Monday, May 18, 2015

Want to Work in Sports Business? Parting Advice for the Class of 2015

Image Credit: Flickr/GotCredit

Last week, I shared advice f\to new graduates from six sports business professionals about how to get a sports business career off on the right foot (see "Getting Your Sports Business Career off to a Great Start: Tips for Standing Out"). Their advice was spot on as the industry pros encouraged new graduates to connect with other professionals to build a network, do the extra tasks that often no one else wants to do, and be passionate about your work.

In this post, I share their reponses to the following question about career preparation:

What is one thing that you know now that you wished you would have known when you began your sports business career?

Their viewpoints shared three themes: selling, connecting (a recurring theme from the last post), and preparing. New graduates and students still in school preparing for their professional careers would be well served to take the following advice.


When I started working in sports I avoided the sales aspect of the business as much as I could. Over the years I have come to learn that the best opportunities and the most opportunities are in sales. 

Brandon Vonderharr, Partner, Alliance Sports Marketing

I wish I would have known how important it is to be able to “sell” yourself, whether it is a job interview or not and no matter what profession you are in. A big part of success is building relationships with the right people, so if you are able to properly express who you are or why you are the best person to get a job, it will go a LONG way. This continues to be important for me even beyond landing my job and I feel that if I had a better grasp on this pre-graduation I would have been better set up.

Eric Yost, Corporate Account Manager, Sacramento Kings


I wish I connected with more people at the beginning, because in sports a lot of people move on to another job or other careers and you can build on that. I have worked with many people in my 5 year career period and I probably connect with 15% of them still through social media and other sources. If I started again, I would start an Excel file and put in Name, Phone, Email address and make a point to touch base with them once a year to stay in touch.....being in sports it is always nice to go visit a friend and see a game for FREE since that person works there. 

Mickey Hock, Supervisor of Ticket Sales, Nashville Predators

I wish that I would have volunteered more at local sporting events, for example local golf tournaments, NASCAR, tennis, conference tournaments, and attend more conferences that the sporting world hosts (this one is tough as they are sometimes very expensive to attend).  It is all about meeting people and staying in touch with those people.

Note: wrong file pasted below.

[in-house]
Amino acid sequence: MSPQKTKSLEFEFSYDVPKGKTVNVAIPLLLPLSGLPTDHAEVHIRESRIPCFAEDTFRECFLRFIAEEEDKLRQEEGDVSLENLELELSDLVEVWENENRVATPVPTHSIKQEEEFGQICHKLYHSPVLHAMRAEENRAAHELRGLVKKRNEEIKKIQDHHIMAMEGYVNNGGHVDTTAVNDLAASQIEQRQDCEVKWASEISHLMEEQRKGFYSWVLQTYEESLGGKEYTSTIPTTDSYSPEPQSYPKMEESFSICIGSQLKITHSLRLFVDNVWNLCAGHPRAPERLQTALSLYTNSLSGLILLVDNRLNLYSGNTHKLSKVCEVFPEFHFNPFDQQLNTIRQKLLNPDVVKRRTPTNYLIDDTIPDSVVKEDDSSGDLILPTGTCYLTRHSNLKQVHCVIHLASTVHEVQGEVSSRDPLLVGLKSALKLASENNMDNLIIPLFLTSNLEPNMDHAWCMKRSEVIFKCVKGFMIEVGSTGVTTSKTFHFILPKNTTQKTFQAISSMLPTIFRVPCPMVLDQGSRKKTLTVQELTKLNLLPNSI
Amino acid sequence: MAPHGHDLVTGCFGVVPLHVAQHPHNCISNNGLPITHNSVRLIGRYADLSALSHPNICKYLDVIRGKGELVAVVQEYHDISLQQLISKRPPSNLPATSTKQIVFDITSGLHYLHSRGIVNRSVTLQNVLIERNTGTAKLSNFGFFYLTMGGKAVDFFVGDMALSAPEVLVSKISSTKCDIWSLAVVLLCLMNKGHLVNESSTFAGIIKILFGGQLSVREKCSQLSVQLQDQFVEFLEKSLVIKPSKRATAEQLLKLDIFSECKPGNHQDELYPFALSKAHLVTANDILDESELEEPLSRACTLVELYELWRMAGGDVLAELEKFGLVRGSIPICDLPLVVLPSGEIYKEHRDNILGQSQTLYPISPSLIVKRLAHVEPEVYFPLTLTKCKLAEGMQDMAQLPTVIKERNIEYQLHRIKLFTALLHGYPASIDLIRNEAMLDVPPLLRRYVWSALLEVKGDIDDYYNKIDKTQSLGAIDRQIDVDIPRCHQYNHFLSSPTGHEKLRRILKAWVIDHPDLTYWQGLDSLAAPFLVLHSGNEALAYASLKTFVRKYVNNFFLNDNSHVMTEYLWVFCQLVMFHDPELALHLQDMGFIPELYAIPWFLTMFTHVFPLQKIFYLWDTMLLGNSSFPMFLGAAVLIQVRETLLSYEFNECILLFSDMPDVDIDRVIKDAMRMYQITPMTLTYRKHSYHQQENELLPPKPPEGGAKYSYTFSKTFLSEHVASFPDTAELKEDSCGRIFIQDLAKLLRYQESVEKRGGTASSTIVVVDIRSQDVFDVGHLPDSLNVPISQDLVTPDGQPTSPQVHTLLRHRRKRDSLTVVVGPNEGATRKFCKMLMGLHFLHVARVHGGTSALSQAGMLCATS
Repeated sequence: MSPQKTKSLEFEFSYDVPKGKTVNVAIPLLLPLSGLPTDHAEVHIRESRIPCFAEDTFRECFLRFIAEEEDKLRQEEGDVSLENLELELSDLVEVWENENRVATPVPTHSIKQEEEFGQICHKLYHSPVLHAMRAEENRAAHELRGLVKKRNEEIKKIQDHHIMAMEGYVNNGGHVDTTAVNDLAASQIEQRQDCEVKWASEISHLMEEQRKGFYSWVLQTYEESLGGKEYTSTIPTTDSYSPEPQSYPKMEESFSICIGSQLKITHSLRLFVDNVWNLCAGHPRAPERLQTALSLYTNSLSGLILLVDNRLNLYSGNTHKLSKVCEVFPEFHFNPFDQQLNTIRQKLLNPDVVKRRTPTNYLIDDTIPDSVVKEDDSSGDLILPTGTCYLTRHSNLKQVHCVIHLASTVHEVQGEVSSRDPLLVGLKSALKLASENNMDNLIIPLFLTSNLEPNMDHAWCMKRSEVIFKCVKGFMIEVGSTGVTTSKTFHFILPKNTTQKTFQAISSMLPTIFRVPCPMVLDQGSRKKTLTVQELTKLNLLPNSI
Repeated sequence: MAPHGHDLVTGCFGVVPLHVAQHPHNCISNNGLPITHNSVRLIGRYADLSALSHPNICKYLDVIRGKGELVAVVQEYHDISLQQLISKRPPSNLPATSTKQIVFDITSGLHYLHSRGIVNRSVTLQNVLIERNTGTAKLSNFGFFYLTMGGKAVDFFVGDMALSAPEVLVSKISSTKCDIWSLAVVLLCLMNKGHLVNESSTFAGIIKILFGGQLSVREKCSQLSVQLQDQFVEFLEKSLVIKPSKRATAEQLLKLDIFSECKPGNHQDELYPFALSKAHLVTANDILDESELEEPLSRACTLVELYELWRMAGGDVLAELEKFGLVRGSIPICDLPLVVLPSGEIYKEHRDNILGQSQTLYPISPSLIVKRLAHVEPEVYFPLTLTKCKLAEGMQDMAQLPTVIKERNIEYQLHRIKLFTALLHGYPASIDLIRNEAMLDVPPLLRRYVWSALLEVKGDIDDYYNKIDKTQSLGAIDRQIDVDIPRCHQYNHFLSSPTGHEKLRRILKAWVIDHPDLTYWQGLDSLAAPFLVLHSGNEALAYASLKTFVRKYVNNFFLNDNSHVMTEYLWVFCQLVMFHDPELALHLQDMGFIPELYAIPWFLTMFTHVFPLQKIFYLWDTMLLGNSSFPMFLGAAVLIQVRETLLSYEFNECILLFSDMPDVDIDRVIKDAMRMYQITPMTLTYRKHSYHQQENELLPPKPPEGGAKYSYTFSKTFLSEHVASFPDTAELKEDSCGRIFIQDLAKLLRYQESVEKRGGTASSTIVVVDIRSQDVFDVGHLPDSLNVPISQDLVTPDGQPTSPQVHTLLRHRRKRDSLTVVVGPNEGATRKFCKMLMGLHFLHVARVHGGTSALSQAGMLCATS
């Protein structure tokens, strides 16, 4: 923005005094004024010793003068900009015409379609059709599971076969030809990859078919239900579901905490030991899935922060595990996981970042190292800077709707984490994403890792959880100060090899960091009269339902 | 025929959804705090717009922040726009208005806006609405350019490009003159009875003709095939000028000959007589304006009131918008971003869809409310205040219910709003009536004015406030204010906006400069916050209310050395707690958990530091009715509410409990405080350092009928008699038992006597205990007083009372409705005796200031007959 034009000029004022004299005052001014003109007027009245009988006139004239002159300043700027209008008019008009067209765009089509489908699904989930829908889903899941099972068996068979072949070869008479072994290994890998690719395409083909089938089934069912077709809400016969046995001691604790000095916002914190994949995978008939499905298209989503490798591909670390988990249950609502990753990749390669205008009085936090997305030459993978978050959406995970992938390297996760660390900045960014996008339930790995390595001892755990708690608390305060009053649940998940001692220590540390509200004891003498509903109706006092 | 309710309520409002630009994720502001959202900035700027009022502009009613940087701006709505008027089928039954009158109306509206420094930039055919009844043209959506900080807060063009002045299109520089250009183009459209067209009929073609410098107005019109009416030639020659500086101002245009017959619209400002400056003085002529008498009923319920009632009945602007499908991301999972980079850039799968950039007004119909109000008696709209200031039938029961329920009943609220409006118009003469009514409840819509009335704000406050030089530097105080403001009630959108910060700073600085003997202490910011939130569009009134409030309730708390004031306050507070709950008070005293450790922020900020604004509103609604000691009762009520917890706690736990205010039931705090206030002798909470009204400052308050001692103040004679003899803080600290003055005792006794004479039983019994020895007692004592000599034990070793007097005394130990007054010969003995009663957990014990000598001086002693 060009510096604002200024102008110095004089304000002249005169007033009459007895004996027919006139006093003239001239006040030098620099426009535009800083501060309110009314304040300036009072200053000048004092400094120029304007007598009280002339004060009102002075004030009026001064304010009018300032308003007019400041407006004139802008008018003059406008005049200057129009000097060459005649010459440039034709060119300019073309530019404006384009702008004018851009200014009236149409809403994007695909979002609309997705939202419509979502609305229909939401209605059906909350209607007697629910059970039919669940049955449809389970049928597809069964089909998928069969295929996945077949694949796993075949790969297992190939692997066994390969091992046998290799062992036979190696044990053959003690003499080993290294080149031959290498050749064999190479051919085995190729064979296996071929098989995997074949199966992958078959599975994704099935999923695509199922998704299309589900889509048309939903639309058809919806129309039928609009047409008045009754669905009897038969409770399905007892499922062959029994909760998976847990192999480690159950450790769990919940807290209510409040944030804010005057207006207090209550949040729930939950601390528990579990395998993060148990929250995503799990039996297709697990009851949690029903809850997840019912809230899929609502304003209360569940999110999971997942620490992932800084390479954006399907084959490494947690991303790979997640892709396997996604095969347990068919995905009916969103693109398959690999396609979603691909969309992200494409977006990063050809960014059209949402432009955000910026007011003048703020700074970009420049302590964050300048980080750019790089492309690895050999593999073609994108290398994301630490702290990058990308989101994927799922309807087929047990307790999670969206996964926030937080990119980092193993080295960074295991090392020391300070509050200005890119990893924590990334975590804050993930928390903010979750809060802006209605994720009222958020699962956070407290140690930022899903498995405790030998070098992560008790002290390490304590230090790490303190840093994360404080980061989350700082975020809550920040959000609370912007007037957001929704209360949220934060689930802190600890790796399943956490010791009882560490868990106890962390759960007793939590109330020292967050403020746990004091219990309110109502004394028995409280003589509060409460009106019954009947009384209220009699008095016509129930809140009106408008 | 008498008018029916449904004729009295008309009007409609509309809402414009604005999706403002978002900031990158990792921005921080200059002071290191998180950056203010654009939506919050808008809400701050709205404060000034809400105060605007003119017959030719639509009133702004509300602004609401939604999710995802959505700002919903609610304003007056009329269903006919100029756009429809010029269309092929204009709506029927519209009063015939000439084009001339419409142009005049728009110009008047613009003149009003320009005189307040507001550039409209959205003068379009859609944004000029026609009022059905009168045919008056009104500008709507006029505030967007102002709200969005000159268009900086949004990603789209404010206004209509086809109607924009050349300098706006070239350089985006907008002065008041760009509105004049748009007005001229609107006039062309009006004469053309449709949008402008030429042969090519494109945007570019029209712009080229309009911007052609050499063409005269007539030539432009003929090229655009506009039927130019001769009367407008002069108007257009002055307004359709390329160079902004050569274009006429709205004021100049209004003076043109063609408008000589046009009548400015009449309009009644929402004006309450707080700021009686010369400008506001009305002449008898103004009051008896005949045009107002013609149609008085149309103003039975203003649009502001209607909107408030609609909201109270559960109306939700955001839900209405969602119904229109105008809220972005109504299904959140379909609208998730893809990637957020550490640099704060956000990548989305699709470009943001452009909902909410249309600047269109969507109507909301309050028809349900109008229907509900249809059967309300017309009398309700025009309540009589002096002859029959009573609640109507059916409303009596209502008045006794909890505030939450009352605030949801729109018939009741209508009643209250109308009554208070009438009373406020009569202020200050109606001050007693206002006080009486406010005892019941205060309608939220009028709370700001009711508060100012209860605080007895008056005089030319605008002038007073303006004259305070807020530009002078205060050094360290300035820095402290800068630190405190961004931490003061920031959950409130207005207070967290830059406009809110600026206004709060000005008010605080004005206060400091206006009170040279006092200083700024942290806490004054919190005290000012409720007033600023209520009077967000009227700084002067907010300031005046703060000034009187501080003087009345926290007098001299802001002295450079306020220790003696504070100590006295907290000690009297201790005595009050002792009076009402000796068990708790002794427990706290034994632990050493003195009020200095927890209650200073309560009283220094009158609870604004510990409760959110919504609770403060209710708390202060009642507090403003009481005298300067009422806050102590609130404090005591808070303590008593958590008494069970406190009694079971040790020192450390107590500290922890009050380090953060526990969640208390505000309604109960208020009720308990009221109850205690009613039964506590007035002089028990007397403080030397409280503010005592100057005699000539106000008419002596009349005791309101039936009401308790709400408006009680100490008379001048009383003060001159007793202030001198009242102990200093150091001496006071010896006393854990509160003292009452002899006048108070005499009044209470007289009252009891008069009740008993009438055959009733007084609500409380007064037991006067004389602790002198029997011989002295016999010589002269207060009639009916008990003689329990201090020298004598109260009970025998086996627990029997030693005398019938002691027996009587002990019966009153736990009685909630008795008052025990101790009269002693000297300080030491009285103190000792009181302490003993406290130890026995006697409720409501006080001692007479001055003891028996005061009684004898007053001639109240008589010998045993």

Jason Capel, Regional Manager, Learfield Sports


What is the key for a successful job interview? I really believe it is all about CONNECTION! Just like finding a date. It’s the ability to connect. It’s in your look. Your eyes and how you smile. Resumes, sometimes, are not the most important. It’s that MOMENT of contact. Even your handshake can be a difference maker! How you answer questions – be truthful. Come PREPARED – YOU HAVE TO SHOW THAT YOU WANT THE JOB! I, for one, want charismatic people who can SMILE, shows a professional and maturity. I love people with a CAN DO attitude. Most companies are looking at the make-up of the person and how they see this individual fitting in with others. If they sense a spark, more than not, the employer is going to teach you their way of doing things. 

WHAT CAN KILL YOUR JOB CHANCES? According to a recent CareerBuilder survey, they said that your body language is what can mostly hurt your chances of landing a job, especially a lack of eye contact. This survey involved more than 2,500 hiring managers and 67% said that failure to make eye contact would make them less likely to hire a job candidate. 

Other non-verbals cited as negative included the following: 

* Lack of smile – 38% 
* Fidgeting too much – 33% 
* Bad posture – 33% 
* Handshake that is too weak – 26% 
* Crossing arms over their chest – 21% 
* Playing with their hair or touching their face – 21%
* Using too many hand gestures – 9% 

Jim Loria, Director of Corporate Sales, Sioux Falls Storm Football

I would tell a new graduate looking to work in sports to be flexible. I have heard it been said that opportunities are rarely perfect, but they often do not present themselves a second time. Do not hold out for a job with your favorite team. First, get the best job you can at the time, do your best at it, and continue to learn and get better at what you do every day. That way, when your dream job comes open, you will be ready to take it.

Mac Maddox, Manager of Group & Season Ticket Sales, Oklahoma City Thunder

It's Time

Class of 2015- It's now your time to make your mark in the industry you have chosen by selling connecting, and preparing. The advice shared by Brandon, Eric, Mickey, Jason, Jim, and Mac in the two-part series on starting your career is a useful guide for any early career professional. Thank you again to these six pros for giving back to the newest sports marketers by giving their perspective on career launch and management.